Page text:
• Link to code
  • link to paper

An EMG Gesture Recognition System with Flexible High-Density Sensors

  • Project specification: Design and development of an embedded system using a large-area, high-density EMG sensor array for robust hand gesture recognition
    • Input: 64 EMG electrodes
    • Ouput: 5 classes as different hand gestures
  • Implementation: Matlab and C
  • Remarks: One-shot learning; higher accuracy than SVM
  • Link to code and dataset
  • System Demo
  • link to paper

Hand Gesture Recognition using Electromyography (EMG) Signals

  • Project specification: Designing an algorithm for hand gesture recognition from a stream of EMG sensors for a smart prosthetic application
    • Input: EMG signals from 4 channels
    • Output: 5 classes as different hand gestures
  • Implementation: Matlab
  • Remarks: ~3x less training data; higher accuracy than SVM
  • Link to code and dataset
  • link to paper

An Accelerator for HD Computing on a Parallel Ultra-Low Power Platform

  • Project specification: HD computing's acceleration on a silicon prototype of the PULPv3 4-core chip (1.5 mm2, 2 mW) with optimization of memory accesses and operations
  • Implementation: C (for ARM Cortex M4 processors) and OpenMP (for multi-core processors)
  • Remarks: Simultaneous 3.7× end-to-end speed-up and 2× energy saving compared to its single-core execution
  • Link to code
  • Demo
  • link to paper

CPU/GPU Hyperdimensional Computing Library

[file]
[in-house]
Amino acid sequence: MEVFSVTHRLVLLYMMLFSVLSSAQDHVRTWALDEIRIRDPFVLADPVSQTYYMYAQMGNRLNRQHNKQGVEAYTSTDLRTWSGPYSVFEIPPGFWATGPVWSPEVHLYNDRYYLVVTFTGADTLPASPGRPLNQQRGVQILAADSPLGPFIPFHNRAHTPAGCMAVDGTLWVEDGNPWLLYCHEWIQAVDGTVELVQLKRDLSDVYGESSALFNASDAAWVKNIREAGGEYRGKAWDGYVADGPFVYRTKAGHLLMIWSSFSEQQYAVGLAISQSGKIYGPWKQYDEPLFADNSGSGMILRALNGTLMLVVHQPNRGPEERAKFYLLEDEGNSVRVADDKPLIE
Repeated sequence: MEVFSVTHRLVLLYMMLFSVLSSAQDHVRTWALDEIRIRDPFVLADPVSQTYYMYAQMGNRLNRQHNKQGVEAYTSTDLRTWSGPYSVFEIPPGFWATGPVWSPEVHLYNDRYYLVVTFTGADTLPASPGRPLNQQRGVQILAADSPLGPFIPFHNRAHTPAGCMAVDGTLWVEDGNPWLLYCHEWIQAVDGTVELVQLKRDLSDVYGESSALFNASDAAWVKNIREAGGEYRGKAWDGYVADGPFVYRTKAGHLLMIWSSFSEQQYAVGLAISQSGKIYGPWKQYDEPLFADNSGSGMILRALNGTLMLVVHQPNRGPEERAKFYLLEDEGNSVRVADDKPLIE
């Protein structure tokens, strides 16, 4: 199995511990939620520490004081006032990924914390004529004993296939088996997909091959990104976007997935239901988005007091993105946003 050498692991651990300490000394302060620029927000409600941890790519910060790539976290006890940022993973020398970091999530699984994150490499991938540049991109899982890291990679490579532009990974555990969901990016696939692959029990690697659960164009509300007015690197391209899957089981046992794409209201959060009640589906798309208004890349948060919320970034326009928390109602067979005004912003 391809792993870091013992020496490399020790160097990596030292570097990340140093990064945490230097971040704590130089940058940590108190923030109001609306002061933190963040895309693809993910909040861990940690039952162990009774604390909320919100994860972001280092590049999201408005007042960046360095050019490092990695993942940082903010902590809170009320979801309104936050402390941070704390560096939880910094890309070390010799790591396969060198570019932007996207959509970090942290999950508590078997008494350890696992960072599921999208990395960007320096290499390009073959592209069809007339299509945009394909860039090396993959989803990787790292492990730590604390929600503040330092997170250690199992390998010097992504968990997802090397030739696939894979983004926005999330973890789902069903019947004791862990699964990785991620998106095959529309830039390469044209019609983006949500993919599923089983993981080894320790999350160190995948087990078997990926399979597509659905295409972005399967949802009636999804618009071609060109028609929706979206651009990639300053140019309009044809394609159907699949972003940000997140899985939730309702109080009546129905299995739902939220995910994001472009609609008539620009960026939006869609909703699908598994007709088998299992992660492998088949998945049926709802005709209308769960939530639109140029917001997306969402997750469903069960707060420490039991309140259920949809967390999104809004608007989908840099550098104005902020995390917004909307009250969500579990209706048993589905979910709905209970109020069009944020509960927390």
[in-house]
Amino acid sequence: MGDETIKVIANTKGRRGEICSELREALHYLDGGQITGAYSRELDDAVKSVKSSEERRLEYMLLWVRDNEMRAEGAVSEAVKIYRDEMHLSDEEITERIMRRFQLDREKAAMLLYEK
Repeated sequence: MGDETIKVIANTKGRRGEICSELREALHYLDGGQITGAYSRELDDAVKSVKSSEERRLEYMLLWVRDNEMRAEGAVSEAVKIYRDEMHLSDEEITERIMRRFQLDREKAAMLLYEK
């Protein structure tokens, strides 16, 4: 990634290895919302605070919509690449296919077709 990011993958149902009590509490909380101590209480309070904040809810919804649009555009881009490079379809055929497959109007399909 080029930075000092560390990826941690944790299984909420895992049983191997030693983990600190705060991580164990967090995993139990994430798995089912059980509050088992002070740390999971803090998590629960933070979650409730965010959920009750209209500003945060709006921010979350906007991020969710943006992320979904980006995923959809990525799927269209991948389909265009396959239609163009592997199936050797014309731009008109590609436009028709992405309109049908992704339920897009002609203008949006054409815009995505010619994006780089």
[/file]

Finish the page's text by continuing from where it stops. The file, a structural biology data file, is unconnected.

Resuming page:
• Project specification: A general library including all the operations of HD computing for efficent execution on CPU and GPU
  • Implementation: CPU/GPU
  • Remarks: Efficent execution on CPU (bit packing, cicular buffers, hamming distance LUT), and exploring various memory accesses (global, shared, thread-local) in GPUs with further optimizations
  • [Link to code] https://github.com/skurella/hdlib

FPGA Optimizations of Dense Binary HD Computing

  • Project specification: Hardware techniques for optimizations of HD computing, in a synthesizable VHDL library, to enable co-located implementation of both learning and classification tasks on only a small portion of an FPGA
  • Implementation: VHDL (RTL)
  • Remarks: Design space exploration with library modules shows simultaneous 2.39× area and 986× throughput improvements
  • Link to code
  • link to paper

Motor-Imagery based Brain–Computer Interfaces

  • Project specification: Multiclass learning and inference using motor-imagery based brain–computer interface (MI-BCI) from electroencephalography (EEG) signals